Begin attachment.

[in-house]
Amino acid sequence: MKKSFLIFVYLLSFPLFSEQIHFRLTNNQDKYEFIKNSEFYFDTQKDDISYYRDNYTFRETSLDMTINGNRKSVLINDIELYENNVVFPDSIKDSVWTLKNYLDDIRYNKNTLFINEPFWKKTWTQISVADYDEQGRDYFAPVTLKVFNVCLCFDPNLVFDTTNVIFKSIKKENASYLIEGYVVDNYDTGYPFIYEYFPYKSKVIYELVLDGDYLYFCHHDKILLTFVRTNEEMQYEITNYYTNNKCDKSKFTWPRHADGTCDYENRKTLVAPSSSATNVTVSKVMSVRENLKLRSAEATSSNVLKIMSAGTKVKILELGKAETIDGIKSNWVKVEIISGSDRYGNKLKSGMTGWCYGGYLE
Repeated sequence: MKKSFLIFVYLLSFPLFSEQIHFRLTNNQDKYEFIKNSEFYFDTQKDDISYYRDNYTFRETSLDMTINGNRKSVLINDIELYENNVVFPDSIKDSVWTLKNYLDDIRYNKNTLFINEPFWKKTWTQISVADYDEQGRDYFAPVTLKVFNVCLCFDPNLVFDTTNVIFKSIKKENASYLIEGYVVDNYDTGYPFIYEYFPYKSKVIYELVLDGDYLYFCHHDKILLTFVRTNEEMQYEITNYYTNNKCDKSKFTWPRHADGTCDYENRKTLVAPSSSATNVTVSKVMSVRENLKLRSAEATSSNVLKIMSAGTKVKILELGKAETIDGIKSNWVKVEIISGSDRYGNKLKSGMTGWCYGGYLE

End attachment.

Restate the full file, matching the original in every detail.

[in-house]
Amino acid sequence: MKKSFLIFVYLLSFPLFSEQIHFRLTNNQDKYEFIKNSEFYFDTQKDDISYYRDNYTFRETSLDMTINGNRKSVLINDIELYENNVVFPDSIKDSVWTLKNYLDDIRYNKNTLFINEPFWKKTWTQISVADYDEQGRDYFAPVTLKVFNVCLCFDPNLVFDTTNVIFKSIKKENASYLIEGYVVDNYDTGYPFIYEYFPYKSKVIYELVLDGDYLYFCHHDKILLTFVRTNEEMQYEITNYYTNNKCDKSKFTWPRHADGTCDYENRKTLVAPSSSATNVTVSKVMSVRENLKLRSAEATSSNVLKIMSAGTKVKILELGKAETIDGIKSNWVKVEIISGSDRYGNKLKSGMTGWCYGGYLE
Repeated sequence: MKKSFLIFVYLLSFPLFSEQIHFRLTNNQDKYEFIKNSEFYFDTQKDDISYYRDNYTFRETSLDMTINGNRKSVLINDIELYENNVVFPDSIKDSVWTLKNYLDDIRYNKNTLFINEPFWKKTWTQISVADYDEQGRDYFAPVTLKVFNVCLCFDPNLVFDTTNVIFKSIKKENASYLIEGYVVDNYDTGYPFIYEYFPYKSKVIYELVLDGDYLYFCHHDKILLTFVRTNEEMQYEITNYYTNNKCDKSKFTWPRHADGTCDYENRKTLVAPSSSATNVTVSKVMSVRENLKLRSAEATSSNVLKIMSAGTKVKILELGKAETIDGIKSNWVKVEIISGSDRYGNKLKSGMTGWCYGGYLE